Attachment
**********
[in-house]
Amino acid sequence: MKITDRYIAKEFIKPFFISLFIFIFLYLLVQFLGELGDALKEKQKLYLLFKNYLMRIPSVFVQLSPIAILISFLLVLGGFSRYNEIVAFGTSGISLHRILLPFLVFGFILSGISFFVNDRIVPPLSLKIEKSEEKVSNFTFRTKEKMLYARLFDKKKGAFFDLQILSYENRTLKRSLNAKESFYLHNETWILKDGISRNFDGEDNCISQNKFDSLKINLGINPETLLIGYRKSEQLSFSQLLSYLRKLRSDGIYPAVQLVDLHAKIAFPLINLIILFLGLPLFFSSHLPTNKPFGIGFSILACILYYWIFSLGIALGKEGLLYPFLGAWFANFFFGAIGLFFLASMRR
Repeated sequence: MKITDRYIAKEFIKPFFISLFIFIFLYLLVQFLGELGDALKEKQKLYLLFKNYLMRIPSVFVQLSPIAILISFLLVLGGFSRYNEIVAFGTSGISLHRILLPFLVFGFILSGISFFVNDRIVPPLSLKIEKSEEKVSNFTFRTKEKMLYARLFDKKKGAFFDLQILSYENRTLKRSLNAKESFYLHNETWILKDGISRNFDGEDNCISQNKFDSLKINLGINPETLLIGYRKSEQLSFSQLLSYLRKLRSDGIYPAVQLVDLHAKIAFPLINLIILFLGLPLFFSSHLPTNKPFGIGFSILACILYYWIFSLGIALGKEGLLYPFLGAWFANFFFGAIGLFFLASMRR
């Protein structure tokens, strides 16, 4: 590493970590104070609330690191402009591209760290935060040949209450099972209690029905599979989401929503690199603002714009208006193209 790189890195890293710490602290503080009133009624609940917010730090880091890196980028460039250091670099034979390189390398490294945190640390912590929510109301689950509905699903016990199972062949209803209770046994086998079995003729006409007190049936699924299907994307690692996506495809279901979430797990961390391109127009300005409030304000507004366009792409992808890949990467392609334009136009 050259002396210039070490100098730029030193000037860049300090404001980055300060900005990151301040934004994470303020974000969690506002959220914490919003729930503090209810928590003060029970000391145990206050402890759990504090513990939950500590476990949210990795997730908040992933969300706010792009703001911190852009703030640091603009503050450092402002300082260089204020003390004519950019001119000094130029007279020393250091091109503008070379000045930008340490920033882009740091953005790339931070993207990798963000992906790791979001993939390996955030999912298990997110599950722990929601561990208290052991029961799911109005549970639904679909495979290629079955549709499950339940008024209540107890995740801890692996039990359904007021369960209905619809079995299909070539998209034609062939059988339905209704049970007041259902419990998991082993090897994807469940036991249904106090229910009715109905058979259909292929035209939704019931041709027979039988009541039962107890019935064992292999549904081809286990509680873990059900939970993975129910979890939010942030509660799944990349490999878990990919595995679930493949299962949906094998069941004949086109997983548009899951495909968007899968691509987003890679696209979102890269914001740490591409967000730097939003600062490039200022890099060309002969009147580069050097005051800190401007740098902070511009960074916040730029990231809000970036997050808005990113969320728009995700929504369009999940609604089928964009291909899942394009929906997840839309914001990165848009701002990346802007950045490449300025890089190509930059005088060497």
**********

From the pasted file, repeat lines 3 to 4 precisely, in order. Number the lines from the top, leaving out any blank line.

Repeated sequence: MKITDRYIAKEFIKPFFISLFIFIFLYLLVQFLGELGDALKEKQKLYLLFKNYLMRIPSVFVQLSPIAILISFLLVLGGFSRYNEIVAFGTSGISLHRILLPFLVFGFILSGISFFVNDRIVPPLSLKIEKSEEKVSNFTFRTKEKMLYARLFDKKKGAFFDLQILSYENRTLKRSLNAKESFYLHNETWILKDGISRNFDGEDNCISQNKFDSLKINLGINPETLLIGYRKSEQLSFSQLLSYLRKLRSDGIYPAVQLVDLHAKIAFPLINLIILFLGLPLFFSSHLPTNKPFGIGFSILACILYYWIFSLGIALGKEGLLYPFLGAWFANFFFGAIGLFFLASMRR
């Protein structure tokens, strides 16, 4: 590493970590104070609330690191402009591209760290935060040949209450099972209690029905599979989401929503690199603002714009208006193209 790189890195890293710490602290503080009133009624609940917010730090880091890196980028460039250091670099034979390189390398490294945190640390912590929510109301689950509905699903016990199972062949209803209770046994086998079995003729006409007190049936699924299907994307690692996506495809279901979430797990961390391109127009300005409030304000507004366009792409992808890949990467392609334009136009 050259002396210039070490100098730029030193000037860049300090404001980055300060900005990151301040934004994470303020974000969690506002959220914490919003729930503090209810928590003060029970000391145990206050402890759990504090513990939950500590476990949210990795997730908040992933969300706010792009703001911190852009703030640091603009503050450092402002300082260089204020003390004519950019001119000094130029007279020393250091091109503008070379000045930008340490920033882009740091953005790339931070993207990798963000992906790791979001993939390996955030999912298990997110599950722990929601561990208290052991029961799911109005549970639904679909495979290629079955549709499950339940008024209540107890995740801890692996039990359904007021369960209905619809079995299909070539998209034609062939059988339905209704049970007041259902419990998991082993090897994807469940036991249904106090229910009715109905058979259909292929035209939704019931041709027979039988009541039962107890019935064992292999549904081809286990509680873990059900939970993975129910979890939010942030509660799944990349490999878990990919595995679930493949299962949906094998069941004949086109997983548009899951495909968007899968691509987003890679696209979102890269914001740490591409967000730097939003600062490039200022890099060309002969009147580069050097005051800190401007740098902070511009960074916040730029990231809000970036997050808005990113969320728009995700929504369009999940609604089928964009291909899942394009929906997840839309914001990165848009701002990346802007950045490449300025890089190509930059005088060497």